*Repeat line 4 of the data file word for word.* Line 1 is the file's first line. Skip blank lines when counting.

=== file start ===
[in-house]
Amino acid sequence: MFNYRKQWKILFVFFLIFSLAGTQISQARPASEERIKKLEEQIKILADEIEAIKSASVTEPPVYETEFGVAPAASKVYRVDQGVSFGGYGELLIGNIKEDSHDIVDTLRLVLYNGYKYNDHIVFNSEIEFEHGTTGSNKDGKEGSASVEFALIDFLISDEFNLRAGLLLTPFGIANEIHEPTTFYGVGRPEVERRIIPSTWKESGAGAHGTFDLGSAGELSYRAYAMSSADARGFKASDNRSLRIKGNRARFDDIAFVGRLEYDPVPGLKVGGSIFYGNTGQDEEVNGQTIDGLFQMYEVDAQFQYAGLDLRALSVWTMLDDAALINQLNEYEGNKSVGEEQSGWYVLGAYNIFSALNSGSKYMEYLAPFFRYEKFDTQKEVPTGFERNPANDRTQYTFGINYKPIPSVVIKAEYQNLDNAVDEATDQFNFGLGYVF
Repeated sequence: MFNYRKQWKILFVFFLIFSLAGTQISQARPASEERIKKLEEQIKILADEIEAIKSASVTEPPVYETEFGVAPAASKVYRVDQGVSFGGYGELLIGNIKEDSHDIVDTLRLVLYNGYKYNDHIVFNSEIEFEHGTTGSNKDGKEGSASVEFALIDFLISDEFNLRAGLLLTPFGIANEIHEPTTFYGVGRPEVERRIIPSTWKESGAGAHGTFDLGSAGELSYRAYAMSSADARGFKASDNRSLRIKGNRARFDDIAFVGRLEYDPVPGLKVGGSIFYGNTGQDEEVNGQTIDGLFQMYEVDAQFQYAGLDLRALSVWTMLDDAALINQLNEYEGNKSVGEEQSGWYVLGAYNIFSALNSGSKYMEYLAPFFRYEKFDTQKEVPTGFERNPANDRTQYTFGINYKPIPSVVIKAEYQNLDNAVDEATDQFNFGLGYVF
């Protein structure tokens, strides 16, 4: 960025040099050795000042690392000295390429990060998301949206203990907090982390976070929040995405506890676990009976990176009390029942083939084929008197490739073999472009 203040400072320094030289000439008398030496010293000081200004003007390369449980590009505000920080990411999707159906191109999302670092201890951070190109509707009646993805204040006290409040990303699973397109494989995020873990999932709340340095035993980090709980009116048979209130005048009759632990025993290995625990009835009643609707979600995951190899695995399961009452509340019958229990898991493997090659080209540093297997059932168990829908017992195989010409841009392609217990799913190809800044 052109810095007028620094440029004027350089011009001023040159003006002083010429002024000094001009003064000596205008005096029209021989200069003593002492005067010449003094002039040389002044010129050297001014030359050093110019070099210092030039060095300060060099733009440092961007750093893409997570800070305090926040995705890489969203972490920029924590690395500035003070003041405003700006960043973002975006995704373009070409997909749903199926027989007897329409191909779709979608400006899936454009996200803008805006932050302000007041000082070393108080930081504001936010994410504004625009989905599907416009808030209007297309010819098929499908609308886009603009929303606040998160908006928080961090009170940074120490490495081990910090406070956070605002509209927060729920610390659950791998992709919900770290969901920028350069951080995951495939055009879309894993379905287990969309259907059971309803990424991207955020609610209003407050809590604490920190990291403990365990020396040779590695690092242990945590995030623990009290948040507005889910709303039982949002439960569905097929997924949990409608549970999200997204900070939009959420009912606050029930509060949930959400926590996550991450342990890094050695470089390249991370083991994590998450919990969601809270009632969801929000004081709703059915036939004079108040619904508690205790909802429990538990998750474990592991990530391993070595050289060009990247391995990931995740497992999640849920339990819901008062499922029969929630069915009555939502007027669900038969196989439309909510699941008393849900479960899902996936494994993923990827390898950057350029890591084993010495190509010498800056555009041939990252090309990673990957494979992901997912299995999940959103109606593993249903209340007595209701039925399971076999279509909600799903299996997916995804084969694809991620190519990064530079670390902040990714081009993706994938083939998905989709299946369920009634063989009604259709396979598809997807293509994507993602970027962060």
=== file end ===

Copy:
């Protein structure tokens, strides 16, 4: 960025040099050795000042690392000295390429990060998301949206203990907090982390976070929040995405506890676990009976990176009390029942083939084929008197490739073999472009 203040400072320094030289000439008398030496010293000081200004003007390369449980590009505000920080990411999707159906191109999302670092201890951070190109509707009646993805204040006290409040990303699973397109494989995020873990999932709340340095035993980090709980009116048979209130005048009759632990025993290995625990009835009643609707979600995951190899695995399961009452509340019958229990898991493997090659080209540093297997059932168990829908017992195989010409841009392609217990799913190809800044 052109810095007028620094440029004027350089011009001023040159003006002083010429002024000094001009003064000596205008005096029209021989200069003593002492005067010449003094002039040389002044010129050297001014030359050093110019070099210092030039060095300060060099733009440092961007750093893409997570800070305090926040995705890489969203972490920029924590690395500035003070003041405003700006960043973002975006995704373009070409997909749903199926027989007897329409191909779709979608400006899936454009996200803008805006932050302000007041000082070393108080930081504001936010994410504004625009989905599907416009808030209007297309010819098929499908609308886009603009929303606040998160908006928080961090009170940074120490490495081990910090406070956070605002509209927060729920610390659950791998992709919900770290969901920028350069951080995951495939055009879309894993379905287990969309259907059971309803990424991207955020609610209003407050809590604490920190990291403990365990020396040779590695690092242990945590995030623990009290948040507005889910709303039982949002439960569905097929997924949990409608549970999200997204900070939009959420009912606050029930509060949930959400926590996550991450342990890094050695470089390249991370083991994590998450919990969601809270009632969801929000004081709703059915036939004079108040619904508690205790909802429990538990998750474990592991990530391993070595050289060009990247391995990931995740497992999640849920339990819901008062499922029969929630069915009555939502007027669900038969196989439309909510699941008393849900479960899902996936494994993923990827390898950057350029890591084993010495190509010498800056555009041939990252090309990673990957494979992901997912299995999940959103109606593993249903209340007595209701039925399971076999279509909600799903299996997916995804084969694809991620190519990064530079670390902040990714081009993706994938083939998905989709299946369920009634063989009604259709396979598809997807293509994507993602970027962060």